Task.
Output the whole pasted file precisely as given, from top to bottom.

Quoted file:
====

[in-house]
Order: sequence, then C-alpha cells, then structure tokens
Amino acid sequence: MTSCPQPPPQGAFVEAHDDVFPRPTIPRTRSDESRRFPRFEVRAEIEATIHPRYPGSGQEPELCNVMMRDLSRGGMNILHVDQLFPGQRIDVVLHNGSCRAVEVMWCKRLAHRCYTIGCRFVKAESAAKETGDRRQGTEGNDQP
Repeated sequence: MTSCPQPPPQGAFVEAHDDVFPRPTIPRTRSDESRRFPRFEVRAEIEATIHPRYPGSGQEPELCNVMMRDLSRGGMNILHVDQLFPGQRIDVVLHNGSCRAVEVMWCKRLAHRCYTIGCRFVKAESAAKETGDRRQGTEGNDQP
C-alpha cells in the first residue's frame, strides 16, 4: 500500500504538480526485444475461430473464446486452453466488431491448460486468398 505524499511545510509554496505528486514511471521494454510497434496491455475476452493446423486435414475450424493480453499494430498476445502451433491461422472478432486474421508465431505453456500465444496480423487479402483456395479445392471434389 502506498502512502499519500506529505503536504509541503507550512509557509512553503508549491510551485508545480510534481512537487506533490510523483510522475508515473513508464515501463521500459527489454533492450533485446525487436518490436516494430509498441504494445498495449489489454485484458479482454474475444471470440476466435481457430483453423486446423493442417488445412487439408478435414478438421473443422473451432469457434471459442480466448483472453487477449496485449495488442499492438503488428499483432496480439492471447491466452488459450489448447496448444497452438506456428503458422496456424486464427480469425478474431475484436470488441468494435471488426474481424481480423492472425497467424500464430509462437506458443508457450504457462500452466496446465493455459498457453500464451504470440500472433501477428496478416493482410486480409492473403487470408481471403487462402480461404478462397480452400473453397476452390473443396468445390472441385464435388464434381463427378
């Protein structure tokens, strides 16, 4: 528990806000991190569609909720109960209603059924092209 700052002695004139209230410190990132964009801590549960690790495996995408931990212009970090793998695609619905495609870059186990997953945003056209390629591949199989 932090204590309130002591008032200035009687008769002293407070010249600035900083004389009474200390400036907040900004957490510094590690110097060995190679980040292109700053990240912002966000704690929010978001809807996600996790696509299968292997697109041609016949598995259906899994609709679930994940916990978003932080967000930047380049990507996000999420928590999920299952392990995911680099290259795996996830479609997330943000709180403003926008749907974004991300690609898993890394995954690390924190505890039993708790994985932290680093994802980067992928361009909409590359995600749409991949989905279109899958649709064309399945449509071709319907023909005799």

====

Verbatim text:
[in-house]
Order: sequence, then C-alpha cells, then structure tokens
Amino acid sequence: MTSCPQPPPQGAFVEAHDDVFPRPTIPRTRSDESRRFPRFEVRAEIEATIHPRYPGSGQEPELCNVMMRDLSRGGMNILHVDQLFPGQRIDVVLHNGSCRAVEVMWCKRLAHRCYTIGCRFVKAESAAKETGDRRQGTEGNDQP
Repeated sequence: MTSCPQPPPQGAFVEAHDDVFPRPTIPRTRSDESRRFPRFEVRAEIEATIHPRYPGSGQEPELCNVMMRDLSRGGMNILHVDQLFPGQRIDVVLHNGSCRAVEVMWCKRLAHRCYTIGCRFVKAESAAKETGDRRQGTEGNDQP
C-alpha cells in the first residue's frame, strides 16, 4: 500500500504538480526485444475461430473464446486452453466488431491448460486468398 505524499511545510509554496505528486514511471521494454510497434496491455475476452493446423486435414475450424493480453499494430498476445502451433491461422472478432486474421508465431505453456500465444496480423487479402483456395479445392471434389 502506498502512502499519500506529505503536504509541503507550512509557509512553503508549491510551485508545480510534481512537487506533490510523483510522475508515473513508464515501463521500459527489454533492450533485446525487436518490436516494430509498441504494445498495449489489454485484458479482454474475444471470440476466435481457430483453423486446423493442417488445412487439408478435414478438421473443422473451432469457434471459442480466448483472453487477449496485449495488442499492438503488428499483432496480439492471447491466452488459450489448447496448444497452438506456428503458422496456424486464427480469425478474431475484436470488441468494435471488426474481424481480423492472425497467424500464430509462437506458443508457450504457462500452466496446465493455459498457453500464451504470440500472433501477428496478416493482410486480409492473403487470408481471403487462402480461404478462397480452400473453397476452390473443396468445390472441385464435388464434381463427378
């Protein structure tokens, strides 16, 4: 528990806000991190569609909720109960209603059924092209 700052002695004139209230410190990132964009801590549960690790495996995408931990212009970090793998695609619905495609870059186990997953945003056209390629591949199989 932090204590309130002591008032200035009687008769002293407070010249600035900083004389009474200390400036907040900004957490510094590690110097060995190679980040292109700053990240912002966000704690929010978001809807996600996790696509299968292997697109041609016949598995259906899994609709679930994940916990978003932080967000930047380049990507996000999420928590999920299952392990995911680099290259795996996830479609997330943000709180403003926008749907974004991300690609898993890394995954690390924190505890039993708790994985932290680093994802980067992928361009909409590359995600749409991949989905279109899958649709064309399945449509071709319907023909005799």